And these tasks exist at all levels within an organisation, right up to executive level, where there are “small daily tasks that can be automated, such as scheduling, logging onto systems and creating reports”, adds Mee.

Automation can free employees to focus on higher value work

By automating some or all of these repetitive tasks, employees at whatever level of the organisation are freed up to focus on meaningful work that is creative, collaborative and strategic, something that will not only help them feel more engaged, but also benefit the organisation.

“Automation can free people to do more engaging, rewarding and higher value work,” says Mee, highlighting that 68% of global workers believe automation will make them more productive and 60% of executives agree that automation will enable people to focus on more strategic work. “Importantly, 57% of executives also say that automation increases employee engagement, all important factors to achieving business objectives.”

These aren’t the only benefits, however. One of the problems with employees doing some of these repetitive tasks manually is that “people are fallible and make mistakes”, says Mee, whereas automation boosts accuracy and reduces manual errors by 57%, according to Forrester Research. Compliance is also improved, according to 92% of global organisations.

Repetitive tasks that can be automated

Any repetitive process can be automated, Mee explains, from paying invoices to dealing with enquiries, or authorising documents and managing insurance claims. “The process will vary from business to business, but office workers have identified and created software robots to assist with thousands of common tasks they want automated.”

These include inputting data or creating data sets, a time-consuming task that 59% of those surveyed globally said was the task they would most like to automate, with scheduling of calls and meetings (57%) and sending template or reminder emails (60%) also top of the automation list. Far fewer believed, however, that tasks such as liaising with their team or customers could be automated, illustrating the higher value of such tasks.

“By employing software robots to undertake such tasks, they can be handled much more quickly,” adds Mee pointing to OTP Bank Romania, which during the pandemic used an automation to process requests to postpone bank loan instalments. “This reduced the processing time of a single request from 10 minutes to 20 seconds, allowing the bank to cope with a 125% increase in the number of calls received by call centre agents.”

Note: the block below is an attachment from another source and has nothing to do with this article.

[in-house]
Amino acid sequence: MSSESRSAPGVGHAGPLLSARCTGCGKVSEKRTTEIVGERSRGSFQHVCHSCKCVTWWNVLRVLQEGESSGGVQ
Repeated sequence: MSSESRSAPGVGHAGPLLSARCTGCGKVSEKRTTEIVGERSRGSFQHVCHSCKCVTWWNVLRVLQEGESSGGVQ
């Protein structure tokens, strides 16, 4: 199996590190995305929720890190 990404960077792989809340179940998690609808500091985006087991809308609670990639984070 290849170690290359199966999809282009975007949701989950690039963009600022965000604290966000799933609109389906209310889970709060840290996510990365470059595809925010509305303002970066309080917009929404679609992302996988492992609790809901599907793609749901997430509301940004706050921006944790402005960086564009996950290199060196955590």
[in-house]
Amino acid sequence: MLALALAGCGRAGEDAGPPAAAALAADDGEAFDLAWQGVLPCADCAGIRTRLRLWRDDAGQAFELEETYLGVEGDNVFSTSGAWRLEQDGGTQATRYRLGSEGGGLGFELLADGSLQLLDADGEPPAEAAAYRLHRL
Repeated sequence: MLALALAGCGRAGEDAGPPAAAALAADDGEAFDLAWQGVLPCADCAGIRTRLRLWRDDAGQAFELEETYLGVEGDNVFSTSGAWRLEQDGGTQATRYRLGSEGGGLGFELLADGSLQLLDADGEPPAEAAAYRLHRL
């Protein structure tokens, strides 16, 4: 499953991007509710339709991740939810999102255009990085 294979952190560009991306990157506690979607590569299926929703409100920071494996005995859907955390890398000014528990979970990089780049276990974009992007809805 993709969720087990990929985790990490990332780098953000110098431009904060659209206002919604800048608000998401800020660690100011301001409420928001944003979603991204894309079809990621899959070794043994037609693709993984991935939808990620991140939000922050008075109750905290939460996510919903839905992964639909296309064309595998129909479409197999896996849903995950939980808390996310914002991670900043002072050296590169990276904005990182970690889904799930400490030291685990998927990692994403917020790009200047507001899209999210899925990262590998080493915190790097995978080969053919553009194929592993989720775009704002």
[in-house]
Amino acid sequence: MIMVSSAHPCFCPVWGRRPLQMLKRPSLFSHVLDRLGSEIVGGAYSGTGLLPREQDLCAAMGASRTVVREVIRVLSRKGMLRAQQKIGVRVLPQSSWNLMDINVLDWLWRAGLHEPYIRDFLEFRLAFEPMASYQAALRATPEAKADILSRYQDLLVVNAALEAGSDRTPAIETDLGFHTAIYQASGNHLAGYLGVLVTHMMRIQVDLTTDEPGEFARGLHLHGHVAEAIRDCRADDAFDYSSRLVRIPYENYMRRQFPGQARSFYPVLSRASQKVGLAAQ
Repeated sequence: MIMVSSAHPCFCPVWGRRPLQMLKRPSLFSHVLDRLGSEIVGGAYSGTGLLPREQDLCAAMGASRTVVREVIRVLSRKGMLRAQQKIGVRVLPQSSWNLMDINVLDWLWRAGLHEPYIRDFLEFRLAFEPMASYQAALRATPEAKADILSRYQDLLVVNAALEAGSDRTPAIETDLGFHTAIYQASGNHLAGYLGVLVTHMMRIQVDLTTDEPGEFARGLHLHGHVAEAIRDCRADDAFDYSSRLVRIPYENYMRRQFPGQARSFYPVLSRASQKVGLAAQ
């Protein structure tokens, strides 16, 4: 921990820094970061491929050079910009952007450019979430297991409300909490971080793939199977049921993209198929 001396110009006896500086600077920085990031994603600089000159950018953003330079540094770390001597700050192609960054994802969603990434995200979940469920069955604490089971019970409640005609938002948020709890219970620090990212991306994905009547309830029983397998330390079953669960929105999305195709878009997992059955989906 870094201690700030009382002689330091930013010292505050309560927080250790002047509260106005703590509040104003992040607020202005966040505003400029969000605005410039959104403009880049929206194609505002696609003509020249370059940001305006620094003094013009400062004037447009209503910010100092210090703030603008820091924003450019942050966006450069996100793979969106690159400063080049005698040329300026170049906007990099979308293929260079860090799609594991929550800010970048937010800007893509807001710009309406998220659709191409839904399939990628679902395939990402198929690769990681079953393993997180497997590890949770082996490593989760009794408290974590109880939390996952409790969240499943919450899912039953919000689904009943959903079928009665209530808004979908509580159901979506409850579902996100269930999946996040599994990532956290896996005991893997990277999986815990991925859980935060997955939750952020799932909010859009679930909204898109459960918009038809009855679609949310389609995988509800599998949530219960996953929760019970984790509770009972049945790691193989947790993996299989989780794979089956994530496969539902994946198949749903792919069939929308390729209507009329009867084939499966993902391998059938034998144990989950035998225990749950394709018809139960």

Mee says: “Automation accelerates digital transformation, according to 63% of global executives. It also drives major cost savings and improves business metrics, and because software robots can ramp-up quickly to meet spikes in demand, it improves resilience.

Five business areas that can be automated

Mee outlines five business areas where automation can really make a difference.

  1. Contact centres Whether a customer seeks help online, in-store or with an agent, the entire customer service journey can be automated – from initial interaction to reaching a satisfying outcome
  2. Finance and accounting Automation enables firms to manage tasks such as invoice processing, ensuring accuracy and preventing mistakes
  3. Human resources Automations can be used across the HR team to manage things like payroll, assessing job candidates, and on-boarding
  4. IT IT teams are often swamped in daily activity like on-boarding or off-boarding employees. Deploying virtual machines, provisioning, configuring, and maintaining infrastructure. These tasks are ideal for automation
  5. Legal There are many important administrative tasks undertaken by legal teams that can be automated. Often, legal professionals are creating their own robots to help them manage this work. In legal and compliance processes, that means attorneys and paralegals can respond more quickly to increasing demands from clients and internal stakeholders. Robots don’t store data, and the data they use is encrypted in transit and at rest, which improves risk profiling and compliance.

“To embark on an automation journey, organisations need to create a Centre of Excellence in which technical expertise is fostered,” explains Mee. “This group of experts can begin automating processes quickly to show return on investment and gain buy-in. This effort leads to greater interest from within the organisation, which often kick-starts a strategic focus on embedding automation.”